Authors of the research suggest that public health officials should introduce “dog lending” schemes so more people would benefit from the love and care a dog can give. The study involved more than 500 pensioners and it was found that those with dogs are 12% more active than those who without.
The study from St. Andrews University has found that on average, those with a pet achieved exercise levels the same as those ten years younger. Dog owners also have significantly lower levels of anxiety and depression, according to the researchers.
Previous studies considered the positive effects of having pets for the elderly, with dog owners showing fewer symptoms of depression and decline in blood pressure and heart rate.
The study published in Preventative Medicine is the first to examine in detail levels of physical activity in old people with and without dogs.
According to researcher Dr. Zhiqiang Feng, the results show that dog ownership is associated with an increased level of physical activity in people over 65 years of age. Older dog owners are 12% more active than those without on the average.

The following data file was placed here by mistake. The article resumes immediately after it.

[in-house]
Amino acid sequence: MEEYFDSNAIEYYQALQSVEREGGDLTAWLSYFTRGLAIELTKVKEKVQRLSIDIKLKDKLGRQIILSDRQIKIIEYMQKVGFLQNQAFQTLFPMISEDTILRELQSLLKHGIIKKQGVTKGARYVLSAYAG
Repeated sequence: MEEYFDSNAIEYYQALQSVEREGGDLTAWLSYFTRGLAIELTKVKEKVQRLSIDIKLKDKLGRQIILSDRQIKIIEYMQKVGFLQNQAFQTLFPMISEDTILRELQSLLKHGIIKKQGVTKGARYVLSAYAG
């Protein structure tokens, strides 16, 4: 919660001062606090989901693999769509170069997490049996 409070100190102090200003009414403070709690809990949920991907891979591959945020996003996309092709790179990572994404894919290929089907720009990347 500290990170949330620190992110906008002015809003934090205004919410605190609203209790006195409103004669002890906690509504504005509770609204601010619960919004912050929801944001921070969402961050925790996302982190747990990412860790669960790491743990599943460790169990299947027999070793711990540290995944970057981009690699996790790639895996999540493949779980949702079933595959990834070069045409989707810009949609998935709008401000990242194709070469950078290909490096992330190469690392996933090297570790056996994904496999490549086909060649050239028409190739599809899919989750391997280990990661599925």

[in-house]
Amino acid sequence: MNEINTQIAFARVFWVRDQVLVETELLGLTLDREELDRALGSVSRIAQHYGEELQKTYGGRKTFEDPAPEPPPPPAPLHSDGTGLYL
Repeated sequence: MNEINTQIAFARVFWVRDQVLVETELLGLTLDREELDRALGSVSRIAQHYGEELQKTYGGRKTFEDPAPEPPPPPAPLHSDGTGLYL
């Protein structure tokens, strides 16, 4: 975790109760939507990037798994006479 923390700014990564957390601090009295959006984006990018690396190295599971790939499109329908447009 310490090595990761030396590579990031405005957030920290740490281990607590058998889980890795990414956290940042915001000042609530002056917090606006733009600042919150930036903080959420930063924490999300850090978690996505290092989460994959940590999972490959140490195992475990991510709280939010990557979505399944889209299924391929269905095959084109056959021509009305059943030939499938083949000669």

A total of 547 elderly people, with an average age of 79, in Tayside were monitored. Around 9% of them or 50 people, are dog owners, and 75% of them walked their dogs.
Over a week, participants wear accelerometer to measure their movements.
“Our results suggest that dog ownership may motivate personal activity and enable older people to overcome many potential barriers such as lack of social support, inclement weather and concerns over personal safety,” Dr. Feng said.
She said that public health officials should consider setting up schemes to lend dogs to those who don’t own one to set up walking groups and encourage the people to take more exercise.
Image: Sage Ross/Flickr
Source: The Telegraph